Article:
RUSSELL KNOWS WHAT HE MUST DO FOR 2021 TO CLAIM MERCEDES RACE SEAT
Russell was impressive throughout as he continued to show the sort of performances that persuaded Mercedes to throw their backing behind him in the first place.
Most notable were his qualifying performances, for which Russell earned the tag of ‘Mr Saturday’ as he maintained his impressive record of never being out-qualified by a teammate while at Williams by demolishing rookie Nicholas Latifi 16-0.
Russell dragged his Williams – which largely remained the slowest car on the grid despite some encouraging progress – into Q2 on nine occasions throughout the year. Russell may have excelled in qualifying but he wasn’t exactly shabby on Sundays either, turning in a number of strong drives.
The Briton narrowly missed out on points at Mugello and Imola – though a clumsy crash under the Safety Car at the latter threw away what had been at the time his best chance to end his point-less streak in F1.
There were few other mistakes across what was ultimately a brilliant 2020, which will most likely be remembered for Russell’s sensational one-race cameo at Mercedes in Bahrain when he deputised for Hamilton.
Russell revelled in the challenge and showed that he is fully capable of delivering at the sharp end of the grid. He proved beyond doubt that he is deserving of a Mercedes drive in the not-too-distant future with his starring debut that nearly ended in a dream victory.
Russell can take a lot of confidence from another stellar season that might just end up being the making of the highly-rated 22-year-old.
George Russell believes maintaining his current approach is key to remaining on the path to a future Formula 1 seat at Mercedes.
The Briton made his mark on the Brackley-based team in 2020, as only a tyre mix-up by Mercedes denied him a likely win at the Sakhir Grand Prix, where he substituted for Lewis Hamilton after his positive Covid-19 test.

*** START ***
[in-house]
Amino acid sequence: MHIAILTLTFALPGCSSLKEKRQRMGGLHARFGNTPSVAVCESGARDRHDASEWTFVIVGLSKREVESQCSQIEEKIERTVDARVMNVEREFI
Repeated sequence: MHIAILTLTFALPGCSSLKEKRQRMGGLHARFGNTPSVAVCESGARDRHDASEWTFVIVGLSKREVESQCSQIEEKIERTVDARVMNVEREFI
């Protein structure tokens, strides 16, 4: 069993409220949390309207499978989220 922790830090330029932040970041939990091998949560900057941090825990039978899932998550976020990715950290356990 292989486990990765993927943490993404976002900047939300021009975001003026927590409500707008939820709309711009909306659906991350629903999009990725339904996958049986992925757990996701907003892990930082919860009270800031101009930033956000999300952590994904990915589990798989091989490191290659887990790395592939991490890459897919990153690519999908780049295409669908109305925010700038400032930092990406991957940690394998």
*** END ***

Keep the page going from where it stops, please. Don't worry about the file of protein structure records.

His performance triggered calls for Russell, who drives full-time at Williams, to get a permanent seat at the team, though that is unlikely before 2022 at the earliest.
But asked in Abu Dhabi what he needs to do need next year for that to be possible, the 21-year-old was clear: more of the same.
“I think it’s continuing the form, continuing the positive attitude internally with the team and externally,” he said. “It is not getting frustrated with the performance here and trying to push Williams further forward.
“I think Mercedes believe in me, they have given me the opportunity, they have always had my back so it is sort of my duty that I stay on the straight and narrow and that I don’t suddenly change over the course of next year because of certain circumstances and not turn into something I am not currently.”
Russell’s opportunity at the second Bahrain race put him in the unique situation of having raced the fastest car on the grid and one of the slowest in the same season.
And the lesson from that experience is what he considered his biggest from the 2020 season.
“I think the thing I have learnt most is that you have to be adaptable,” he explained.
“My driving style in the Williams actually slightly hurt me in the Mercedes, and when I came back to the Williams and tried to implement some of the things I did in that Bahrain race [Sakhir GP], I couldn’t do it in the Williams.
“So I think that sort of reinforced to me that you have to be open-minded and you have to adapt to whatever the car is giving you. It’s not that if you can drive like that in a Mercedes, you can drive like that in a Williams and vice versa.”
Russell though is using the chance to drive the all-conquering W11 to help Williams improve their car for 2021, in particular at the start.
“It’s something he’s mentioned,” said Dave Robson, Williams’ head of vehicle performance.
“He did a particularly good [start in the Mercedes], and he has had some good starts in our car, but I think what we’re lacking is the consistency.
“It’s probably as much down to what they do on their car than it is the driver.
“So he’s got some ideas, particularly about how he might like to change the clutch paddle, so the sort of ergonomics of what they do. That’s something we can look at over the winter.
“More interesting is the tyre preparation and how you understand the grip that you’re going to have at the start, and therefore what the clutch target is.
“There’s probably something for us to learn about there I think.”
However, Robson did warn adapting Mercedes ideas to the Williams might not work despite both having the same engine and gearbox.
“The fundamental car pace is probably so different, so we can’t just make our car like there’s, as simply as he [Russell] would obviously like,” he said.
“But once we sit down with him properly, we may change the way we prioritise things.”
RUSSELL KNOWS WHAT HE MUST DO FOR 2021 TO CLAIM MERCEDES RACE SEAT RUSSELL KNOWS WHAT HE MUST DO FOR 2021 TO CLAIM MERCEDES RACE SEAT RUSSELL KNOWS WHAT HE MUST DO FOR 2021 TO CLAIM MERCEDES RACE SEAT
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